I'm not totally sure why – I suspect increased diversity was visited upon theatre as both a generational thing and via the Arts Council (plus probably the need to find something else to do with Hamlet) and it just turned out the sky didn't fall in and now everyone's cool.

OBVIOUSLY it would be the height of foolishness to pretend British theatre is some sort of post-racial utopia. But you know. I saw Les Liaisons Dangereuses at the Donmar the other night and all three leads were white so whatever, but one of the main supporting cast was a black actor playing a white actor's mum and you know – if it had been the telly then the recent furore over the BBC's The Musketeers would suggest that sections of a mainstream telly audience would be baffled at the presence of a black woman in a pretend 18th century France in which everyone speaks English. Probably political correctness would be deemed to have taken over the asylum over the same black woman MASQUERADING as the birth mother of a white woman. But at the Donmar – more radical than it used to be, but still pretty cosy – literally no-one gave a shit, because it didn't matter.

This seems to be threatening to turn into a rant about why theatre is awesomer than the tellybox, which wasn't really what I meant.

What I mean is that contemporary British theatre has to some extent 'come out the other side' in terms of colourblind casting. But I think it's unfair to call people who don't usually 'do' theatre racist for being confused over Noma Dumezweni's presence as Hermione when they have been brought up on an all-pervasive diet of naturalistic screen casting.

The one really obvious reason why Hermione is assumed to be white is that she has been aesthetically defined by being played by the white actor Emma Watson in the eight Harry Potter films. There are arguments as to why you could assume she was white for other reasons, but the fact is that if she'd been played by a black actor in the films, she would be generally assumed to be black. With Harry Potter and the Cursed Child being billed as the official new Harry Potter adventure, I think perhaps it is understandable that some folk raised on TV and films are taken aback as to the exact meaning of casting an actor who it would be difficult to pass off as an older Watson. A lot of people really fret about 'canon' and 'continuity' and I think on some level there is the worry that the casting of Noma Dumezweni somehow either invalidates the Emma Watson Hermione or – perhaps more likely – underscores the fact that Hermione is not a real person. I suspect these sort of worries are a bit like 'the spoiler' – a nagging bit of modern entertainment paranoia based upon one's anticipation of a piece of work ('what if I can't believe in this Hermione?') rather than one's actual experience of it.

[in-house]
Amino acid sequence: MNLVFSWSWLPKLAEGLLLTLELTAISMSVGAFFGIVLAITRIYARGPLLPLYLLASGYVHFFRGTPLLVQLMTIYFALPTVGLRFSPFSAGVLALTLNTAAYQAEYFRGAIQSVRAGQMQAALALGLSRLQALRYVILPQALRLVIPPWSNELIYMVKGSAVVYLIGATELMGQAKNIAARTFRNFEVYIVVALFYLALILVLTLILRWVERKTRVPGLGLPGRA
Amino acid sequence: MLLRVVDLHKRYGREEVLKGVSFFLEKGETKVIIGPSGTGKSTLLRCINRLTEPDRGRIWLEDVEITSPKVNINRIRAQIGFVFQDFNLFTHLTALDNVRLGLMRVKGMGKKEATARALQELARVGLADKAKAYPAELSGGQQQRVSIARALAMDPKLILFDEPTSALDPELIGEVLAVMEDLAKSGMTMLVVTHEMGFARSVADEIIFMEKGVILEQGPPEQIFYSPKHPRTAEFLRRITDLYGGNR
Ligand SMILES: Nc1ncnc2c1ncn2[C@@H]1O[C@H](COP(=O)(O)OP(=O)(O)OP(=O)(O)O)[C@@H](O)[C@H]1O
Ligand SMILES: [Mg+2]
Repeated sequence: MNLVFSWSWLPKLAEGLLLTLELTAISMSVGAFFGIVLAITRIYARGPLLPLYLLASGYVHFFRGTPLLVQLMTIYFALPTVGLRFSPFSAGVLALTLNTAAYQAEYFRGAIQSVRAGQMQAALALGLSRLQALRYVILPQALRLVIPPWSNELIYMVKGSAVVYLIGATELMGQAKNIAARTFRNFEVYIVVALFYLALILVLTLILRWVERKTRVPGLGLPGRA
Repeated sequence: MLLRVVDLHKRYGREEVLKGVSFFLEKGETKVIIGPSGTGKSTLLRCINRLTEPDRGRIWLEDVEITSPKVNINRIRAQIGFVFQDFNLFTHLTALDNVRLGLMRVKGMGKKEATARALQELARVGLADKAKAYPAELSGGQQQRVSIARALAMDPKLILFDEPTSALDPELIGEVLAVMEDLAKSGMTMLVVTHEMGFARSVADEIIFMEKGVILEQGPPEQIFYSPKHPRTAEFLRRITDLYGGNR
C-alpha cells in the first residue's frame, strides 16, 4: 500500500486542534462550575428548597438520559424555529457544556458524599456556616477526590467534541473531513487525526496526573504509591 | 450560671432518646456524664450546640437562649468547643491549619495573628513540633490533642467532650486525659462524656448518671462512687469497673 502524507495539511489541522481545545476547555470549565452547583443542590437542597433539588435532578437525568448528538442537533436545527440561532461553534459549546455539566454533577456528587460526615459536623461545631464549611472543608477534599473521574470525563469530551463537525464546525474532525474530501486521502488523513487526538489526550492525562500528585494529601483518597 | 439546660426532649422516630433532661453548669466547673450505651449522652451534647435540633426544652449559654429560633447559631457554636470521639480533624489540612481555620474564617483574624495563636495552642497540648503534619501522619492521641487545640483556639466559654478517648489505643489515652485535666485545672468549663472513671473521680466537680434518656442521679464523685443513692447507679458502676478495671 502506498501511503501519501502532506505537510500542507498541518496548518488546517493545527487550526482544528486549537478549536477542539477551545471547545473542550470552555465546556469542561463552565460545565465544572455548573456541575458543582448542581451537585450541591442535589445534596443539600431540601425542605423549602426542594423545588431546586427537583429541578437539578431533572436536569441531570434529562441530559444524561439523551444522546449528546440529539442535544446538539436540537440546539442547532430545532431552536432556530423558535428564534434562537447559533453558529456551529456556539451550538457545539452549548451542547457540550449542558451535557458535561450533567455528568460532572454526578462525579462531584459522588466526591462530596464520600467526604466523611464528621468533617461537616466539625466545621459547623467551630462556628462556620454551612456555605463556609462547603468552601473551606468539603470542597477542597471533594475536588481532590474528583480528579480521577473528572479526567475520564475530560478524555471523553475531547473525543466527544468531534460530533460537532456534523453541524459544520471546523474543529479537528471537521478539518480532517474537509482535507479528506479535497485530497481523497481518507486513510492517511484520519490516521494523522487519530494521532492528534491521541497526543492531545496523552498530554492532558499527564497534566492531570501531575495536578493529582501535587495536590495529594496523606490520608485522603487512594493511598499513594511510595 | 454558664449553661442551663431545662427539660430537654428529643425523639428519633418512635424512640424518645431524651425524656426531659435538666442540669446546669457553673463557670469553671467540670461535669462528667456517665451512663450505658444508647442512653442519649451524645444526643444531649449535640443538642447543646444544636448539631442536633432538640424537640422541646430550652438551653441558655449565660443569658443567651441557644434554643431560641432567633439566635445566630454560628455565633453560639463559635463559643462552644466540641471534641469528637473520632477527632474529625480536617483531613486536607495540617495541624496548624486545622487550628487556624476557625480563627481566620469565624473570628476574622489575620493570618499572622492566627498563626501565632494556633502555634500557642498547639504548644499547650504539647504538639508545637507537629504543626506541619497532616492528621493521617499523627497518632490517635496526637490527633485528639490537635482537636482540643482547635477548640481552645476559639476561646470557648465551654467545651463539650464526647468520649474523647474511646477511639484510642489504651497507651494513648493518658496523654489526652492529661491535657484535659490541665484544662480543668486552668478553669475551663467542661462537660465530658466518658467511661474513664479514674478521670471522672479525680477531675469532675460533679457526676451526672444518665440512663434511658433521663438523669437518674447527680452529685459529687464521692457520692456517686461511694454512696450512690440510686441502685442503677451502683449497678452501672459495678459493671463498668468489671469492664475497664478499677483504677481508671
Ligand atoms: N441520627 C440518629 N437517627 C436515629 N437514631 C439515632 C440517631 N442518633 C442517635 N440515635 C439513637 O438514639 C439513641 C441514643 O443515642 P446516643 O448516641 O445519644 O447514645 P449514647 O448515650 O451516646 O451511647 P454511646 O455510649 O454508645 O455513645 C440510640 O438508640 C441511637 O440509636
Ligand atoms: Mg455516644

Anyway, it's a great piece of casting and perhaps a really worthwhile one – if the play is good then an entire generation of folk unused to colourblind casting will see there's nothing to panic about, and a few high horses (broomsticks?) can be dismounted from on the other side, I hope.